New Delhi: The Supreme Court has admitted a government review petition against the disqualification of convicted MPs and MLAs from contesting polls. The Supreme Court has said it is willing to relook at the judgement.
But the court has dismissed a separate petition which challenged its order that a legislator if convicted stands disqualified from the date of his conviction. The Supreme Court said this was a well considered judgement.
The court has issued notices to the Election Commission, the Bihar government and an NGO. The court said the Representation of People's Act is a clumsily drafted law. It has observed that the legislature complains about judicial interference when it tries to clear confusion about the law.
The apex court had on July 10 held that an MP or MLA convicted for any criminal offence attracting a punishment of two years and above will be disqualified immediately and a person, who is in jail or in police custody, cannot contest election to legislative bodies.
It had declared as unconstitutional a provision in the Section 8(4) of Representation of the People Act that says a convicted legislator can continue in office if he or she appeals in a higher court within three months of the conviction. The verdicts have been widely opposed by politicians cutting across party lines.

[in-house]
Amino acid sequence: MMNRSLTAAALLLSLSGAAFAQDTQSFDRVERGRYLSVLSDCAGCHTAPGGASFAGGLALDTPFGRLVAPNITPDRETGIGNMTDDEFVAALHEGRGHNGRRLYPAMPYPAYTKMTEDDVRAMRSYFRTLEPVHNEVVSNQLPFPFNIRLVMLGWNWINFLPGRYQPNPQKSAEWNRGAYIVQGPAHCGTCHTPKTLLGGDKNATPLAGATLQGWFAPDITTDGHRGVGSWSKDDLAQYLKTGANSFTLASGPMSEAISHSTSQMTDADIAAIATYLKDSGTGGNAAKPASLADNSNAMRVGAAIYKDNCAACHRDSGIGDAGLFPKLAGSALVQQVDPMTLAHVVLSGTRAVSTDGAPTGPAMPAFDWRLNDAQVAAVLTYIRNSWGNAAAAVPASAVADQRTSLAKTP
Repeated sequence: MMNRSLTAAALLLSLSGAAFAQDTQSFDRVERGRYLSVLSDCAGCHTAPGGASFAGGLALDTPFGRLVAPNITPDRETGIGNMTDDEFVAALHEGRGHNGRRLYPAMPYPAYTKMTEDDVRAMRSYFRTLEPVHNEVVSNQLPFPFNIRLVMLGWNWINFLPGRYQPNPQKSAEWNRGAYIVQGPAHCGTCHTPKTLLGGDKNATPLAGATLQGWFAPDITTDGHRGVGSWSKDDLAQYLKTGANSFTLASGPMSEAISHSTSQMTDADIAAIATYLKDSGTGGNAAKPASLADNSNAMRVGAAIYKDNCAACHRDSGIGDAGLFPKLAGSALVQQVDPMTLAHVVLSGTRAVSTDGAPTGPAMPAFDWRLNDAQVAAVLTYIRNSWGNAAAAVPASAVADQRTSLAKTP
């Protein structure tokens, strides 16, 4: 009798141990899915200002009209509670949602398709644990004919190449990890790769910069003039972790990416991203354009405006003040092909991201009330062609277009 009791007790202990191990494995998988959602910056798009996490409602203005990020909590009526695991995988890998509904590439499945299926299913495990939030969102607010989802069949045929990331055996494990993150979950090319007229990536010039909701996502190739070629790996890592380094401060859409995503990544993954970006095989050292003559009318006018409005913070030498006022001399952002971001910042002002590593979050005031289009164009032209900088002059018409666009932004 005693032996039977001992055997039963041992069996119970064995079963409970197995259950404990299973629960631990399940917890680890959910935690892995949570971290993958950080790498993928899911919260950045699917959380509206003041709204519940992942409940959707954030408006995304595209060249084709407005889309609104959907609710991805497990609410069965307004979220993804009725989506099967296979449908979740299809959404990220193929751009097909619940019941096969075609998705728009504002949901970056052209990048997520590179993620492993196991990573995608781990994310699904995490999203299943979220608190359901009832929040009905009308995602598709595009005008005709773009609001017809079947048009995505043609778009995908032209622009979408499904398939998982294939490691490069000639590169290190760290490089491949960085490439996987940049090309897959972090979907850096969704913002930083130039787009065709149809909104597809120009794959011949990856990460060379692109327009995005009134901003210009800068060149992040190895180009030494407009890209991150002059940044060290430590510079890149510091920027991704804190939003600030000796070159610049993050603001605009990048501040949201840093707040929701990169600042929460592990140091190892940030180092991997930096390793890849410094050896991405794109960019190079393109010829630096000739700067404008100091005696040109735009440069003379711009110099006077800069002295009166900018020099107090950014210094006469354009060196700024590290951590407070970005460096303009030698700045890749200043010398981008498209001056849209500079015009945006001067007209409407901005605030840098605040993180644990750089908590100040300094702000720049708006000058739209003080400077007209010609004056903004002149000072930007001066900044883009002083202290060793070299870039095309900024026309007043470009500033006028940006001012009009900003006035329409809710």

The government justified the protective provision for elected member on the ground that the rate of acquittal in India judicial system is high and if the elected member is once disqualified on being convicted, then his membership of the House cannot be restored after his acquittal.
"This court ought to have appreciated that the impact of the decision in the reality of the Indian judicial system is that the rate of acquittal in the appellate court is high and keeping in view the time taken to dispose of the criminal appeals, Section 8(4) was enacted to protect the House and ensure that governance is not adversely impacted," it said.
"In the absence of Section 8(4) of the Act, a member would be remediless since the disqualification would not be wiped out from the date of conviction, even when the conviction is reversed and he would not be entitled to restoration of his membership and disqualification of the House," the petition said.
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